A PETITION signed by more than 140 medical students demanding a supply of dead bodies for dissection at the time of the Burke and Hare murders is going under the hammer.
The document was written by aspiring doctors at Edinburgh University in March 1828, around the time of the second murder committed by William Burke and William Hare.
The Irish canal workers murdered at least 16 people between January and November 1828, and sold the corpses to Edinburgh University anatomy professor Dr Robert Knox, who used them for dissection and research.
The petition, on two large vellum sheets, was a plea from students for more cadavers as the legal supply for dissection was slowing down – resulting in a trade for “evil” resurrectionists.
The “one-off” artefact will be auctioned off at Lyon & Turnbull’s sale of rare books, maps and manuscripts, next Wednesday, when it is expected to fetch £400.
Lyon & Turnbull specialist Simon Vickers said: “It is quite possible these were Dr Knox’s students.
“The petition is on vellum, which is incredibly long lasting. You can clearly distinguish the names of students and where they lived across Edinburgh.”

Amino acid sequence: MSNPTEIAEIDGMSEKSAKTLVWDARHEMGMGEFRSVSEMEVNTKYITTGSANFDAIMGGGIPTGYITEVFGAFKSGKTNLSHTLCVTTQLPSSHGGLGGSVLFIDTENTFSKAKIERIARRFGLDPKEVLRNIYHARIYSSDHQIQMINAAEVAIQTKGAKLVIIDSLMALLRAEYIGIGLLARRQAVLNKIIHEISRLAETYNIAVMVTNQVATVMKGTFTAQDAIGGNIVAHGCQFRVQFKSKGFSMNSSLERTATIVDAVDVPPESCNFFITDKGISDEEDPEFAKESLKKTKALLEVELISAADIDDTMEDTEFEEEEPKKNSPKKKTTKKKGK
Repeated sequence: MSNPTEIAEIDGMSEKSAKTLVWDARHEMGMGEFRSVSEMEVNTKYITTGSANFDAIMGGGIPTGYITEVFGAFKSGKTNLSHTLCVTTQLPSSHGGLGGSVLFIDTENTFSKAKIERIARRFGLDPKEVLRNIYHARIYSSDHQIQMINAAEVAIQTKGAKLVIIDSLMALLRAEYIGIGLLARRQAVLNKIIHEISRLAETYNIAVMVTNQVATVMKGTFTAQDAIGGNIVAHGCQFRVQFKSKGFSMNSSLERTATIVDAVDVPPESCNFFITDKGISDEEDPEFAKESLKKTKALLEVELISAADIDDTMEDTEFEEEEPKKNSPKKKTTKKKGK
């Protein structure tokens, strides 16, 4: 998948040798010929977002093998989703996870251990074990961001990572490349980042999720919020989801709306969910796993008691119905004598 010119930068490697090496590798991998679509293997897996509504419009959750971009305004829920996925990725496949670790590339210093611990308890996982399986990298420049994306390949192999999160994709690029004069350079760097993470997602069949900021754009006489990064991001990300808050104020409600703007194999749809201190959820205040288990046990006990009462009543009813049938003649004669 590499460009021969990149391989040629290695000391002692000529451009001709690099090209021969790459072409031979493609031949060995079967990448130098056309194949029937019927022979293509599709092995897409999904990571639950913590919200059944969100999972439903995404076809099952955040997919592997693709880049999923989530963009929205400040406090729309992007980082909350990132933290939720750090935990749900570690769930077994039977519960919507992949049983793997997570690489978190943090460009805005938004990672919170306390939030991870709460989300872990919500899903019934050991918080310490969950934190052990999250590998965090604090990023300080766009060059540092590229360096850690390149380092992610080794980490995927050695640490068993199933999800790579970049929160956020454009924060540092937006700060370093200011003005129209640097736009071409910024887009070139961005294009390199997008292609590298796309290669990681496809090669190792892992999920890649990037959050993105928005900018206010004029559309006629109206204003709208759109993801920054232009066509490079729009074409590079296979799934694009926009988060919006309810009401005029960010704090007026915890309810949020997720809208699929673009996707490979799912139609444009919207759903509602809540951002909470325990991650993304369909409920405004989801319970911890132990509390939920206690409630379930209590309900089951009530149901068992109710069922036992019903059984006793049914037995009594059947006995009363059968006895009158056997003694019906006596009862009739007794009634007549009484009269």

Before 1832, there were insufficient cadavers legitimately available for the study and teaching of anatomy in Britain’s medical schools.
As medical science began to flourish in the early 19th century, the demand for cadavers rose sharply, but at the same time the legal supply failed to keep pace.
One of the main sources – the bodies of executed criminals – began to dry up owing to a reduction in the number of executions being carried out. The situation of too few corpses being available to doctors for demonstrating anatomical dissection attracted criminals willing to obtain specimens by any means.
The Edinburgh Medical School, universally renowned for medical sciences, relied increasingly on body-snatchers for a steady supply of “anatomical subjects”.